**Does the speed of charging matter?**Yes! The larger the current (in amper), the lesser the efficiency. Ideally, you want the chemical reactions that occur in the cells to revert the energy storage process to fully occur. High speed energy transfer also leaves nano crystals in place that will reduce the durability of your cells. You can notice also that external chargers with high current (more than 2.1A) that do not have a smart detection of the optimal and minimum current to apply, a lot of heat is generated. Lastly, the higher the speed (Amp) the lower the transferred capacity. This explains in part why some power bank do not deliver more than 85% efficiency.

**How to calculate the effective cell phone charger capacity?**So we are left with a capacity multiplier of 0.66 (or 66%). In other words, lets say we see a charger with 5500 mAh capacity at 3.7V, how many times can it charge a iPhone6? The iPhone6 has a 1800 mAh capacity at 5V (but this is accounted for in our conversion factor). So the charger transferred capacity is 0.66 x 5500 mAh = 3630 mAh. The iPhone6 can therefore be charged 3630 mAh / 1800 mAh = 2.02 times.

The formula: number-of-cycles = powerbank-listed-capacity(mAh) * 0.66 / device-listed-capacity(mAh)

**There are a lot of companies lying about their charger capacity, is there a trick to quickly identify this?**Here is a very easy trick! Check the weight of the charger. The best cell technology used in portable chargers is Li-ion. Polymer Li-ion cells are based on the same principle, their main advantage over Li-ion is that they can be mold to fit different shapes. So if the technology is pretty flat and that 90% of the weight of a charger comes from the cells, one cannot expect a 150 g charger to contain 13000mAh! It is a lie! To give you an idea, our 13000mAh charger weight 350 g and our 2200mAh charger weight 66 g. This means 0.027 g/mAh (for the high capacity charger) and 0.030g/mAh for the ultra light charger. There is a fair amount of confusion coming from the over-rating of certain brands and the challenge of applying the right voltage conversion factor! Poor customer!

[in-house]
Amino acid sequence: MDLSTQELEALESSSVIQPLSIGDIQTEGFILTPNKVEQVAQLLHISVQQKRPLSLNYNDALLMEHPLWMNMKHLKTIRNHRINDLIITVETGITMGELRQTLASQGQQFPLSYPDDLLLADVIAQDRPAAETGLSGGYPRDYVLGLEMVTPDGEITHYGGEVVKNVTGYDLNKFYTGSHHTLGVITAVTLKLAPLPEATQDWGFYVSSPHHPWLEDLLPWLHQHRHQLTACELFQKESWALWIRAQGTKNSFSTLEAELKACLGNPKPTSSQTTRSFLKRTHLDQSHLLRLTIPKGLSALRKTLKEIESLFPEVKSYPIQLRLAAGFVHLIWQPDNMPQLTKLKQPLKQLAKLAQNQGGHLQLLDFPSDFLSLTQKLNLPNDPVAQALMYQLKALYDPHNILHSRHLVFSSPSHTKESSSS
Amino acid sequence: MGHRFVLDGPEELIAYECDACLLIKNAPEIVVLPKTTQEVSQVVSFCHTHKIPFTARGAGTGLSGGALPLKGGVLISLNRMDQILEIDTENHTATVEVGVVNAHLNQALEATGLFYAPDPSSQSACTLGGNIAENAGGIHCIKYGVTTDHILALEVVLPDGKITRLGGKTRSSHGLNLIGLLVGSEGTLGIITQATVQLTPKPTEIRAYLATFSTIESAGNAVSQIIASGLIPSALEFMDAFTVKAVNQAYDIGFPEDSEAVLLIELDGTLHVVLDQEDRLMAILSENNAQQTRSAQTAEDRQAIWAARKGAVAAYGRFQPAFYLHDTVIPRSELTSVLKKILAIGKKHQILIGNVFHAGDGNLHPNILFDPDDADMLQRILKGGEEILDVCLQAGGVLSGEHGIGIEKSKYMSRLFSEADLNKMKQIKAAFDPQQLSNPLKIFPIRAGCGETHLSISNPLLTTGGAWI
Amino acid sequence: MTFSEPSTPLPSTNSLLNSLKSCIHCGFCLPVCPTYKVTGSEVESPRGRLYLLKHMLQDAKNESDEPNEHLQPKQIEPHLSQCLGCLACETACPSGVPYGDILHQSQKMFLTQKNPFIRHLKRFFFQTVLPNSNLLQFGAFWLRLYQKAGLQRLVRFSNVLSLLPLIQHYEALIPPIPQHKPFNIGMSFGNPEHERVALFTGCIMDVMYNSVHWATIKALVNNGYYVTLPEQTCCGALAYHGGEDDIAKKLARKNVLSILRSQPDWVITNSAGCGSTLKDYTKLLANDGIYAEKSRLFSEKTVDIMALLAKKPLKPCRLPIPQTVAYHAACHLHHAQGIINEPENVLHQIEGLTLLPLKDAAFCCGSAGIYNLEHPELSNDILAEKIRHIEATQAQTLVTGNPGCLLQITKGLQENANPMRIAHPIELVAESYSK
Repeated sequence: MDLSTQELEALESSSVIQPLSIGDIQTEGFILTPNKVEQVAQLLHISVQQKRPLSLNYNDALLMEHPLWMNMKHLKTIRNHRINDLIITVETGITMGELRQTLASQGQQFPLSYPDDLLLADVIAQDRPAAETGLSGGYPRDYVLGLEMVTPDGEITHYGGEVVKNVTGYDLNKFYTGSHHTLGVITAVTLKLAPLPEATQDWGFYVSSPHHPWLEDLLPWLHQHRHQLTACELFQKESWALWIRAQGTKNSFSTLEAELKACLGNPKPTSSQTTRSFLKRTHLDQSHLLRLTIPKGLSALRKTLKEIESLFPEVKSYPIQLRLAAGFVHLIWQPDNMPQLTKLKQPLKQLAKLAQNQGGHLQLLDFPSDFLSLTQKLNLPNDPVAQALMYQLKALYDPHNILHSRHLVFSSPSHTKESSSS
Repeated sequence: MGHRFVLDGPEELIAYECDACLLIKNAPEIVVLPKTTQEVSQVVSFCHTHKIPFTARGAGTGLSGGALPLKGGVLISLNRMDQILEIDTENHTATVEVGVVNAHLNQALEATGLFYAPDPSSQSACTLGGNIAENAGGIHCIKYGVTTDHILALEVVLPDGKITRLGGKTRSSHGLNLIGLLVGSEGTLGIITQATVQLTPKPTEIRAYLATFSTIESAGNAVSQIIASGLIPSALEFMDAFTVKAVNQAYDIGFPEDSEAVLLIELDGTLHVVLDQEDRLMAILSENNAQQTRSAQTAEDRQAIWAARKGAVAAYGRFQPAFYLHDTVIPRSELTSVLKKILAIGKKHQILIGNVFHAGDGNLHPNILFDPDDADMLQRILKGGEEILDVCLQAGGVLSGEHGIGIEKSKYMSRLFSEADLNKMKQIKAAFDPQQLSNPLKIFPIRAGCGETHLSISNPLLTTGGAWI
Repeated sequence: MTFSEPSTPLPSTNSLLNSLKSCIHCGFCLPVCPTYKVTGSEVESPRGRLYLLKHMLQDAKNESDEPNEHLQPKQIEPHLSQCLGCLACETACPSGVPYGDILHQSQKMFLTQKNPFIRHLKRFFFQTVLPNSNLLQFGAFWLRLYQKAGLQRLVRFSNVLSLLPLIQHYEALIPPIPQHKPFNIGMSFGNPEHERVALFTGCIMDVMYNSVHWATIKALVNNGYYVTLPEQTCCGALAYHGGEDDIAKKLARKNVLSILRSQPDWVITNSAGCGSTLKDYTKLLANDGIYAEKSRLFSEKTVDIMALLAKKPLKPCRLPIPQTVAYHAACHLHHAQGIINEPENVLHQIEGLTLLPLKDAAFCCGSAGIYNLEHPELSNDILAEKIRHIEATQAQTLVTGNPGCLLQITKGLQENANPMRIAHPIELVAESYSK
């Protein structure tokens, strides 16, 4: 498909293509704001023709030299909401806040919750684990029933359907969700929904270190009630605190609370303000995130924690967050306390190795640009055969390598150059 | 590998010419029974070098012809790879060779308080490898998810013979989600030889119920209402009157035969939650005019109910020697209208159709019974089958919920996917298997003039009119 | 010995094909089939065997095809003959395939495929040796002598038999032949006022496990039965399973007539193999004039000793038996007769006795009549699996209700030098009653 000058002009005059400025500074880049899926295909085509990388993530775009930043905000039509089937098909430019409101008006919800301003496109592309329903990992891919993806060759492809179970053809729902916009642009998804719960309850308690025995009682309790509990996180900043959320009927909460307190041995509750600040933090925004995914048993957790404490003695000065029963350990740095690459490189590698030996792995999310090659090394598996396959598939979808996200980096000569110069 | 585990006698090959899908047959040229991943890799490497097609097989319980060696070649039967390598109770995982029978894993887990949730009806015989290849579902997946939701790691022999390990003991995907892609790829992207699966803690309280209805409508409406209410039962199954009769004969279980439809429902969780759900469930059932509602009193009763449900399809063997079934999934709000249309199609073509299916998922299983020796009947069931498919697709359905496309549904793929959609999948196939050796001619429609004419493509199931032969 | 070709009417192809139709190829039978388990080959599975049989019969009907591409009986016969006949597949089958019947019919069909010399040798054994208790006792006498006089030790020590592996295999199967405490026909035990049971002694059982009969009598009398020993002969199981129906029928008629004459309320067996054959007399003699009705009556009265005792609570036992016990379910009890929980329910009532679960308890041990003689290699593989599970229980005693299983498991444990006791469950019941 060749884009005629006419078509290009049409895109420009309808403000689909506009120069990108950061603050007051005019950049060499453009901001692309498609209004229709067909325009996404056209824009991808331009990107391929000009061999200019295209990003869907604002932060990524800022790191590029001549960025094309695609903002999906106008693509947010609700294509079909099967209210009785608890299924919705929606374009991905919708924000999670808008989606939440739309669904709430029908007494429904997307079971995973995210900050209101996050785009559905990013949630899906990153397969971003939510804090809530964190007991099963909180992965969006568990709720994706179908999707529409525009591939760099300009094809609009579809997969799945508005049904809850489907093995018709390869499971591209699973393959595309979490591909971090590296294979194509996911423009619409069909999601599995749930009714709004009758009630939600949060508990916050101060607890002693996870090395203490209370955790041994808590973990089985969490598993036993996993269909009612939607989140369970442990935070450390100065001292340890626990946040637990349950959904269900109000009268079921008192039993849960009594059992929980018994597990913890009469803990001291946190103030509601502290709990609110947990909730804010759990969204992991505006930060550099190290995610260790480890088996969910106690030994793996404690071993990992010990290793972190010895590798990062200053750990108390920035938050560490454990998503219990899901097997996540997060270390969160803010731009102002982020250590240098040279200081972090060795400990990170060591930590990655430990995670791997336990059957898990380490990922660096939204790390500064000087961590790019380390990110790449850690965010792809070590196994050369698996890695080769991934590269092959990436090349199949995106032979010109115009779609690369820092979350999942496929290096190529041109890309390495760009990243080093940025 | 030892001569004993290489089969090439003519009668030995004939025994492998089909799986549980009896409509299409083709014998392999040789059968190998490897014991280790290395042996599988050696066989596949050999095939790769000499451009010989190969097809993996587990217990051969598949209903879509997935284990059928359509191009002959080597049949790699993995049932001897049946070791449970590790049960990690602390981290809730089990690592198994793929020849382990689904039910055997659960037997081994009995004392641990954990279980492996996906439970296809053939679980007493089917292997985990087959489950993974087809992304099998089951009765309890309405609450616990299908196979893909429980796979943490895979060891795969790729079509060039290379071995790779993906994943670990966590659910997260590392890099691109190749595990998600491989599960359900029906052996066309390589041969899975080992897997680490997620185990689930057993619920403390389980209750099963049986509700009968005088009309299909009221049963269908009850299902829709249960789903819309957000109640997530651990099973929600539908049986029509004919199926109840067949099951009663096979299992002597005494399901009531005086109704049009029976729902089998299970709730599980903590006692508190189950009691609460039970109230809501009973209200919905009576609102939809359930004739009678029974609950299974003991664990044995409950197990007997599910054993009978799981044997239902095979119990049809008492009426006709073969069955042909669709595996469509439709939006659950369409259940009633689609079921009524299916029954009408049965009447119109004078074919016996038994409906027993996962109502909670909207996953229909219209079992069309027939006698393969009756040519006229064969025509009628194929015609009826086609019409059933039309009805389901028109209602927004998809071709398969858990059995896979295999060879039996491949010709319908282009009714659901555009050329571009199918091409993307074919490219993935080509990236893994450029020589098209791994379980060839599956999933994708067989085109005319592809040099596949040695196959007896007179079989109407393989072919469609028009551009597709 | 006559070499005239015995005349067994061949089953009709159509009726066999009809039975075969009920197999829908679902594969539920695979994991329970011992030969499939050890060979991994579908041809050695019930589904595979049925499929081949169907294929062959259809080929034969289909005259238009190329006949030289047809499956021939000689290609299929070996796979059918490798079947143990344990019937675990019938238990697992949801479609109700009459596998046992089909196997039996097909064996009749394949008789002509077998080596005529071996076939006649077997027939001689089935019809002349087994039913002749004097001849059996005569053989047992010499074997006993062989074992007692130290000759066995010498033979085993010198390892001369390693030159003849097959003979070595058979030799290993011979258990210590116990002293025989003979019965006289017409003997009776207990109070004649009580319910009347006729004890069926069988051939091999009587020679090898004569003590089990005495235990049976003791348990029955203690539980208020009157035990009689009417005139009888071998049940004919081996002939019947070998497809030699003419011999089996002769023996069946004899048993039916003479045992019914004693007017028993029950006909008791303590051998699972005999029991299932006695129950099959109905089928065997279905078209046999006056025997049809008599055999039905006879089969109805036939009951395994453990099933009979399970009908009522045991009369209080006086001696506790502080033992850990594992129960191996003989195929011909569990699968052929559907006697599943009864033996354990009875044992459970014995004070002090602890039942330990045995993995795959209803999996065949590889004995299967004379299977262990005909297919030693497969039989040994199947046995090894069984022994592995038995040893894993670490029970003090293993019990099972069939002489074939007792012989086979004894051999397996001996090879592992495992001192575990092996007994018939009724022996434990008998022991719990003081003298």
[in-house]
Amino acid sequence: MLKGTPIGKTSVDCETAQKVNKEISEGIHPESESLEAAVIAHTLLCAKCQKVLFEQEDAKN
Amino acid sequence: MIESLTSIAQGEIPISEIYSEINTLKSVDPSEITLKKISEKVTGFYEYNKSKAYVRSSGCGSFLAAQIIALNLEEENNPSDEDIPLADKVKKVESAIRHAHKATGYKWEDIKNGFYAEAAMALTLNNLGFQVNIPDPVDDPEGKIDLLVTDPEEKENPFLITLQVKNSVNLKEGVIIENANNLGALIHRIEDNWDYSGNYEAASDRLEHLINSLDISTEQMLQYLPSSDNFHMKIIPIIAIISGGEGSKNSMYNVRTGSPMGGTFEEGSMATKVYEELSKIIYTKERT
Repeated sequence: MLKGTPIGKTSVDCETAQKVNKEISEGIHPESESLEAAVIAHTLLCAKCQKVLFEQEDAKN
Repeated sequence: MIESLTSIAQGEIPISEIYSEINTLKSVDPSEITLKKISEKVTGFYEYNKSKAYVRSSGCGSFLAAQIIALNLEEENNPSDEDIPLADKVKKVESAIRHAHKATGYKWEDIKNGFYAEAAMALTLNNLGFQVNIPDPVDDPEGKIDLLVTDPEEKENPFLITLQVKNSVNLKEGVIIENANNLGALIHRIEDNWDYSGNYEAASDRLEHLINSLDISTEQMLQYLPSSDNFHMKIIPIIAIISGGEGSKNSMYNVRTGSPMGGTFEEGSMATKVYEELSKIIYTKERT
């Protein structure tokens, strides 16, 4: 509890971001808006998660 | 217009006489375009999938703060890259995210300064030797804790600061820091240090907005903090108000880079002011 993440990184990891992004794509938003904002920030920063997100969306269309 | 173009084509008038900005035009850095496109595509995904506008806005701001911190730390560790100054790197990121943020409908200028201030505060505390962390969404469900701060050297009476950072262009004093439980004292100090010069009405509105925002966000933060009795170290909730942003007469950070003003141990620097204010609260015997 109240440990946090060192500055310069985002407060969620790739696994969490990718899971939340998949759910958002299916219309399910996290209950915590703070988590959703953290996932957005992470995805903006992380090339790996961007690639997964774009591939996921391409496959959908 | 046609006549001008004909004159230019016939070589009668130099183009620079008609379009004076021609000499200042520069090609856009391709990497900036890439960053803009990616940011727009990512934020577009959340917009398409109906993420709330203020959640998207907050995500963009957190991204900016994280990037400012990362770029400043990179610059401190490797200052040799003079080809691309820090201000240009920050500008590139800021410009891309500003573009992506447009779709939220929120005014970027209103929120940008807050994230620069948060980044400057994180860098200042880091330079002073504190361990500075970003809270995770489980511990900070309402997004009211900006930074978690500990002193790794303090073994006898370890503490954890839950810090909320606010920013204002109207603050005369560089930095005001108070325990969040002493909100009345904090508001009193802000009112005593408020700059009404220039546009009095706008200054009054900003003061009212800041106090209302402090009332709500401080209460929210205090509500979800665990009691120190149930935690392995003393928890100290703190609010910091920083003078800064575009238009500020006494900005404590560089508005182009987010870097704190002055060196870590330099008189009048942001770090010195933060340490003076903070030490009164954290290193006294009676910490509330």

We can calculate an expected weight with 0.03 g/mAh x Capacity (mAh) and compare this to the charger listed weight value. Usually the weight is accurate because it is easier to verify. So any large deviation between the expected weight and the actual power bank weight (10% or more) should raise concerns. For instance a 5500mAh charger should weight around 0.03 g/mAh x 5500mAh = 165 g. The expected margins of 10% correspond to 0.1 * 165 g = 17 g. Hence, a 5500mAh should weight between 148 g and 182 g. Of course if there is a big flashlight, a cable on a small charger or if it is a rugged power bank, than the case might start to carry a significant weight.

__The formula__true-estimated-capacity(mAh) = device-weight(g) / 0.027 (larger capacity ones like 10000mAh and above)

true-estimated-capacity(mAh) = device_weight(g)/ 0.030 (smaller capacity charger )

__Example__Let's do a case study with real life examples. Below are advertised 13000mAh products together with their listed weight. We calculate that 13000mAh should lead to a weight of about 0.027 g/mAh x 13000mAh = 350 g +/- 35 g (we use here the larger capacity metric to be more precise).

350g

**http://www.amazon.com/Viivant-External-Powerbank-Smartphone-Anywhere/dp/B00QR8X0GA/**308g http://www.amazon.com/RAVPower%C2%AE-13000mAh-External-Compatibility-Lightning/dp/B00MPIGPUY/

281g http://www.amazon.com/Nice-Texture-Built--Management-Lightning/dp/B00KT4E92M/

250g http://www.amazon.com/Portable-13000mAh-Aluminum-Smartphone-Bluetooth/dp/B00QUR0BR4/

181g http://www.amazon.com/13000mAh-Capacity-Bluetooth-headphones-Devices-Color/dp/B00N1WO7OY/

These five products have an estimated capacity of about 12960mAh (5 cells of 2600mAh), 11400mAh (5 cells of 2200mAh), 10400mAh (5 cells of 2000mAh), 9200mAh (4 cells of 2300 mAh), 6700mAh (3 cells of 2200mAh) respectively. Even including the 10% margins, some products are just so much over-rated it is not funny! Unfortunately, the price tag does not follow!

**What should we expect from the Viivant portable chargers?**We find that using capacity only is misleading. This is why you'll see reputable brands listing the number of times a device can be charged by a given portable usb charger.

We list below the number of times a device can be fully charged from 0% to 100% by each of our products. The numbers under the PB021 and PB011 columns correspond to the number of times a given device can be fully charged. We also list the combined value.